WHO: Larry Siegel is vice chancellor for student affairs and university events. Thirty-three years ago, he was hired as the university’s first director of residence life. Now he oversees all of the fun stuff involving student life, from Convocation to Commencement—and some of the not-so-fun stuff, like student discipline.
WHERE: A corner office on the second floor of University Crossing that overlooks the Merrimack River toward North Campus.
THE FUN STUFF: A shallow wall cabinet over a whiteboard opens to reveal three neat columns of dollar bills, $5 bills and a couple of higher denominations—in all, 41 bills totaling $134— mounted on the back of one door. All the bills are signed by people at the university who lost bets to Siegel. “I don’t care about the money. It’s just fun,” he says.
So who’s the biggest loser? Jim Canning, who wagered and lost $20. “I bet him they were going to change the Honors Program to the Honors College and that he would be named the inaugural dean. He said, ‘No way!’” That was in 2015, and Canning has been dean of the Honors College since later that same year.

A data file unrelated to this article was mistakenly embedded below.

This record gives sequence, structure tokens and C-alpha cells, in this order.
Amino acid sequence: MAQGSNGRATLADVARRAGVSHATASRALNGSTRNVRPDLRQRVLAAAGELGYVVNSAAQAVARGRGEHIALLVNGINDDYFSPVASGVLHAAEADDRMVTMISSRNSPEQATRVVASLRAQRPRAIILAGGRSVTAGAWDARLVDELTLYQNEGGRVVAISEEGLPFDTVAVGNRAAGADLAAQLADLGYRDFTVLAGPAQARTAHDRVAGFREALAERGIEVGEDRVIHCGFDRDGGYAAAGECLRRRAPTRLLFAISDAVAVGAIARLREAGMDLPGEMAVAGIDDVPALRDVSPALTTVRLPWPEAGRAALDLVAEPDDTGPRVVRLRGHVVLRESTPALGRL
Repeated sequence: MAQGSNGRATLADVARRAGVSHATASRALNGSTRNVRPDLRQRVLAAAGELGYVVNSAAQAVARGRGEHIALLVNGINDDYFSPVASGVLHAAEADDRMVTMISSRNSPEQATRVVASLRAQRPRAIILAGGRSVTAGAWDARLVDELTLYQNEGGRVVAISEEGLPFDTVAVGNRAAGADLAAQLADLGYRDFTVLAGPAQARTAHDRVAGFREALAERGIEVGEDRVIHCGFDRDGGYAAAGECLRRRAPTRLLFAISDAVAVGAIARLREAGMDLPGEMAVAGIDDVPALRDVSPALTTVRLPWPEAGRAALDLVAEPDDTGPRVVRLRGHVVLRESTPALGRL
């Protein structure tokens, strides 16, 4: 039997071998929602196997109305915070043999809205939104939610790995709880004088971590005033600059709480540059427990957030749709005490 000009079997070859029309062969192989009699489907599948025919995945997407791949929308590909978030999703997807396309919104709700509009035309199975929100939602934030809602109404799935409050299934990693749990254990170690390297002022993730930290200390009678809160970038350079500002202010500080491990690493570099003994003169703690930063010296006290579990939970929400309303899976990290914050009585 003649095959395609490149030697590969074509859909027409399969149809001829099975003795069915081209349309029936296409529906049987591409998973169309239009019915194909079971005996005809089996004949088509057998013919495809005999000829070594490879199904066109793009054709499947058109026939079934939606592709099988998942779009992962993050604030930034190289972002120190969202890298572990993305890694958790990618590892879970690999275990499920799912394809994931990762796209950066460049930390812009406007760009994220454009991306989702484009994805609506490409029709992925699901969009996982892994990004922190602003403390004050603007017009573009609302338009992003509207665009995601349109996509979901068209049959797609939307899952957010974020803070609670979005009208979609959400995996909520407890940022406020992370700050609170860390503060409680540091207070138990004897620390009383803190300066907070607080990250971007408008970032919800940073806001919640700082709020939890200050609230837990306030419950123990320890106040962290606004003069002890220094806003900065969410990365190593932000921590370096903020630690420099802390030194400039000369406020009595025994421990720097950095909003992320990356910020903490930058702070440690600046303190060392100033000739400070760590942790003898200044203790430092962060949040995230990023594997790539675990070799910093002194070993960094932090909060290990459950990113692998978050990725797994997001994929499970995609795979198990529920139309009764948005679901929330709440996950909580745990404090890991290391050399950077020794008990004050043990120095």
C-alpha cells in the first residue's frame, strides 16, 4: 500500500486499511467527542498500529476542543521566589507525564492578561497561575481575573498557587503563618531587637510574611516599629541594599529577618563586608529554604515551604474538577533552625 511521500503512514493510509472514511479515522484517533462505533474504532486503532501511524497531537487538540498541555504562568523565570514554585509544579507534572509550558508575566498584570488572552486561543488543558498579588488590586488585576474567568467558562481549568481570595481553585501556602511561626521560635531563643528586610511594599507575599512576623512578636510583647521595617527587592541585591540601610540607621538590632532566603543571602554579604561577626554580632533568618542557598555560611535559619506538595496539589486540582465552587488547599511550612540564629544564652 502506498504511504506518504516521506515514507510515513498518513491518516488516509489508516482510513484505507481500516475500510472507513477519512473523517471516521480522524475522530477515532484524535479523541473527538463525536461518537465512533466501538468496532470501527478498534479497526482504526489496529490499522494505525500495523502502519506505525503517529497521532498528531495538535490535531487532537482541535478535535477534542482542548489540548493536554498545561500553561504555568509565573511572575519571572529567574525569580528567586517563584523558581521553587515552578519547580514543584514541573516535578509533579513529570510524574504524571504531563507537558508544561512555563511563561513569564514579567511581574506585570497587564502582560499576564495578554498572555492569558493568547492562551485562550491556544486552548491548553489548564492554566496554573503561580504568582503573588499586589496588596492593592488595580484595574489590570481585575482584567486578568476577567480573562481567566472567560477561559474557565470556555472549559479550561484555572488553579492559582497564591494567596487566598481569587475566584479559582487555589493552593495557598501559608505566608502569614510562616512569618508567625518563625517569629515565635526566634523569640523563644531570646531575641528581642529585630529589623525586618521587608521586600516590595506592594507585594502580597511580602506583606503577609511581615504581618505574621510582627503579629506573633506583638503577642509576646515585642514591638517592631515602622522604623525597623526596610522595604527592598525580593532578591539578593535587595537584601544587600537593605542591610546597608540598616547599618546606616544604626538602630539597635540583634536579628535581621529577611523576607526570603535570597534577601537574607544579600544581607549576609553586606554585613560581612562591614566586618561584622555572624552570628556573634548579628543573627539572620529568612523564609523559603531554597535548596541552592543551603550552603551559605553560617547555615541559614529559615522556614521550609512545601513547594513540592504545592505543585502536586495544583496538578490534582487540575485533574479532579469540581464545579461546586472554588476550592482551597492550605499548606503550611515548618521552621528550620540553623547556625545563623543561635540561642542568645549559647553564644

The bills have also been a target of practical jokes. “One alum who had two bills up there took all the bills off, hid them in an envelope in my office and then started sending me ransom notes, followed by clues. I finally found the envelope taped to the underside of a drawer.”
THE HISTORICAL STUFF: A decade ago, when Siegel and his crew were figuring out where to put a new Starbucks on North Campus, he was scoping out the basement of the Lydon Library stacks when he discovered a treasure trove of water-stained, curled-up documents. “They were literally behind a boiler on the floor,” he says.
He salvaged and framed three of them, including two related to his work with Residence Life. One is a June 5, 1946 photo of Gov. Maurice J. Tobin, surrounded by university officials, signing a bill allowing Lowell Textile Institute to build its first two dormitories for GIs returning after World War II: Smith and Eames. The other is a hand-lettered copy of a bill signed in 1958 by Gov. Foster Furcolo, plus the House speaker, the Senate president and the secretary of state, establishing the Massachusetts State College Dormitory Corp. to build dorms on all of the state’s public campuses.
Most historic of all is another piece of legislation dating from March 21, 1928, changing the name of Lowell Textile School to Lowell Textile Institute, signed by Gov. Alvin Tufts Fuller. Both ceremonial copies of the bills have the original quills used to sign them attached. The quills have colorful ribbons tied around them.
Siegel also has the shiny ceremonial shovel used to break ground for University Suites mounted on his office wall. “That was the first residence hall I built from the ground up,” he says.